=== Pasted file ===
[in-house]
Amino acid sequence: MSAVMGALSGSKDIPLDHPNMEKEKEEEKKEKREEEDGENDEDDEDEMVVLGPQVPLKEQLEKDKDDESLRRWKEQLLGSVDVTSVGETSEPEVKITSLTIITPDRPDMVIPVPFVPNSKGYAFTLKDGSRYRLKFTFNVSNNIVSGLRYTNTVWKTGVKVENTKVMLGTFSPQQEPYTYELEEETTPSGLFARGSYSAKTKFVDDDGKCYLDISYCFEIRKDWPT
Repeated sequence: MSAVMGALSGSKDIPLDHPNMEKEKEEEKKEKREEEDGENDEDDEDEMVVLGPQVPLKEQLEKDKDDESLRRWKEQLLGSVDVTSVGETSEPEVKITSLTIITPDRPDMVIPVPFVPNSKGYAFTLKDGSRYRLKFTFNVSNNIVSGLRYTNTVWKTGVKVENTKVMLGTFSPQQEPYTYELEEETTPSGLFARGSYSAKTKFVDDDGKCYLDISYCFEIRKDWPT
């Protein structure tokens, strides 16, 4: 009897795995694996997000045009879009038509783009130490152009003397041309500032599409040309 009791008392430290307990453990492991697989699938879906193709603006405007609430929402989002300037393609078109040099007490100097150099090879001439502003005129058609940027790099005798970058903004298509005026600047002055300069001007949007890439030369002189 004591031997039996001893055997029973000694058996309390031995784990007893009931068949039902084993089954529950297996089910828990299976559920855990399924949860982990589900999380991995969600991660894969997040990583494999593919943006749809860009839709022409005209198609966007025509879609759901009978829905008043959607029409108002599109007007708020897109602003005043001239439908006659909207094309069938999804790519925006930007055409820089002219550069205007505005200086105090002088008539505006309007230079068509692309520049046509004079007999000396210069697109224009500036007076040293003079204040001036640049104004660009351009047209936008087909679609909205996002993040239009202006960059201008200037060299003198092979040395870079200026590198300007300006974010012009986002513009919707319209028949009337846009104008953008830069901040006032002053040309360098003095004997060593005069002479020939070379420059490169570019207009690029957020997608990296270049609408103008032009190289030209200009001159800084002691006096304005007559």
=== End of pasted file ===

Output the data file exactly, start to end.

[in-house]
Amino acid sequence: MSAVMGALSGSKDIPLDHPNMEKEKEEEKKEKREEEDGENDEDDEDEMVVLGPQVPLKEQLEKDKDDESLRRWKEQLLGSVDVTSVGETSEPEVKITSLTIITPDRPDMVIPVPFVPNSKGYAFTLKDGSRYRLKFTFNVSNNIVSGLRYTNTVWKTGVKVENTKVMLGTFSPQQEPYTYELEEETTPSGLFARGSYSAKTKFVDDDGKCYLDISYCFEIRKDWPT
Repeated sequence: MSAVMGALSGSKDIPLDHPNMEKEKEEEKKEKREEEDGENDEDDEDEMVVLGPQVPLKEQLEKDKDDESLRRWKEQLLGSVDVTSVGETSEPEVKITSLTIITPDRPDMVIPVPFVPNSKGYAFTLKDGSRYRLKFTFNVSNNIVSGLRYTNTVWKTGVKVENTKVMLGTFSPQQEPYTYELEEETTPSGLFARGSYSAKTKFVDDDGKCYLDISYCFEIRKDWPT
């Protein structure tokens, strides 16, 4: 009897795995694996997000045009879009038509783009130490152009003397041309500032599409040309 009791008392430290307990453990492991697989699938879906193709603006405007609430929402989002300037393609078109040099007490100097150099090879001439502003005129058609940027790099005798970058903004298509005026600047002055300069001007949007890439030369002189 004591031997039996001893055997029973000694058996309390031995784990007893009931068949039902084993089954529950297996089910828990299976559920855990399924949860982990589900999380991995969600991660894969997040990583494999593919943006749809860009839709022409005209198609966007025509879609759901009978829905008043959607029409108002599109007007708020897109602003005043001239439908006659909207094309069938999804790519925006930007055409820089002219550069205007505005200086105090002088008539505006309007230079068509692309520049046509004079007999000396210069697109224009500036007076040293003079204040001036640049104004660009351009047209936008087909679609909205996002993040239009202006960059201008200037060299003198092979040395870079200026590198300007300006974010012009986002513009919707319209028949009337846009104008953008830069901040006032002053040309360098003095004997060593005069002479020939070379420059490169570019207009690029957020997608990296270049609408103008032009190289030209200009001159800084002691006096304005007559």